Calf Digestive Development
Calves are not naturally born with the ability to properly ferment fibrous forage in its stomach. It must develop that ability by nutritionally consuming feed that aids in suitable fermentation. In fact, in the first few months of life, calves could technically be considered non-ruminants. In calves the rumen is not the largest stomach compartment; a calf must develop a mature rumen.
During the early nursing stage, the rumen basically acts like a part of the esophagus, passing the protein heavy milk onto the later stomach chambers. Only when the calf starts to eat forage after a few weeks does the rumen start to develop. Therefore, providing forage during this crucial stage is critical to rumen development. A calf unable to develop a proper rumen and fermentation process at the appropriate age may develop serious digestive tract conditions, and will likely experience delayed growth.
Besides creating the proper chemical contents in the rumen for fermentation, eating forage also develops the muscular lining in the rumen necessary for proper absorption.
Water is also critical at this early stage of rumen development. Without water, the bacteria and other micro-organisms needed for fermentation will not grow properly. Milk or other liquid feed do not aid in rumen development as it bypasses the rumen. Only water will aid in the rumen development.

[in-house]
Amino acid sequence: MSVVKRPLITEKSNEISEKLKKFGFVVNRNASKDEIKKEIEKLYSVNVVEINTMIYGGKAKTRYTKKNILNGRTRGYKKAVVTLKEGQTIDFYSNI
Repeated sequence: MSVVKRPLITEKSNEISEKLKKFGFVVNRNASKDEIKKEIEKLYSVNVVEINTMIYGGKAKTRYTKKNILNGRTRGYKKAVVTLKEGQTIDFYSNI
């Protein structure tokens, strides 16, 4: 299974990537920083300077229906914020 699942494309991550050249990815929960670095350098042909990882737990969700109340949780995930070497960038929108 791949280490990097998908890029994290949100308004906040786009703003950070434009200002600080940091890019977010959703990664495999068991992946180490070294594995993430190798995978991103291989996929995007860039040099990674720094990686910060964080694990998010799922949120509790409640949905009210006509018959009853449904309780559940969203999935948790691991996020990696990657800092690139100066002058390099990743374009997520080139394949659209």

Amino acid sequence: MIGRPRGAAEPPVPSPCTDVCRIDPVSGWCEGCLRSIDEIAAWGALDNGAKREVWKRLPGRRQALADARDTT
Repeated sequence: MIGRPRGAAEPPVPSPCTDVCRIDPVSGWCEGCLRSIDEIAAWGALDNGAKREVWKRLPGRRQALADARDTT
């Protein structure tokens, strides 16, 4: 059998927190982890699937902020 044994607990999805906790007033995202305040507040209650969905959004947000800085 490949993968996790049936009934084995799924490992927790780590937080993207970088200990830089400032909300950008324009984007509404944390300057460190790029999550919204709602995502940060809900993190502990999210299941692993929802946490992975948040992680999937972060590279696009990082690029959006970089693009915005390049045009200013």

Common Cattle Digestive Problems
With a complex stomach to digest highly fibrous forage, things can go wrong. As discussed above, for calves, not having access to forage and water will delay rumen development possibly resulting in scours or other digestive problems.
Other common digesting issues include:
- Bloat –Excessive gasses in the rumen can be caused by consuming too much legumes/grain or too much fresh grasses. The cattle digestive system relies on regular fibrous forage to maintain its chemical balance.
- Acidosis – The chemical balance that aids fermentation in the rumen is very much determined by the diet of the cow. A sudden change in diet, for example from mostly hay to mostly grain, can result in a rapid increase in acidity in the rumen. Acidosis can damage the lining of the rumen causing digestive disruption and dehydration.
Maintaining Healthy Cattle Digestion
The best way to aid a calf or a herd maintain a healthy digestive system be sure to do the following:
- Help a calf properly develop its rumen and rumen fermentation by regularly providing adequate forage and clean water when it is a few days old.
- If feeding the herd legumes and grains, maintain a proper and regular balance of forage in the diet.
- Feed the herd hay before setting it out in fresh green pastures to avoid cows bingeing on the fresh grass.
A healthy digestive system means your herd and your calves will also likely remain healthy. When problems occur, than cattle may not maintain proper nutrition making them more prone to disease and illness.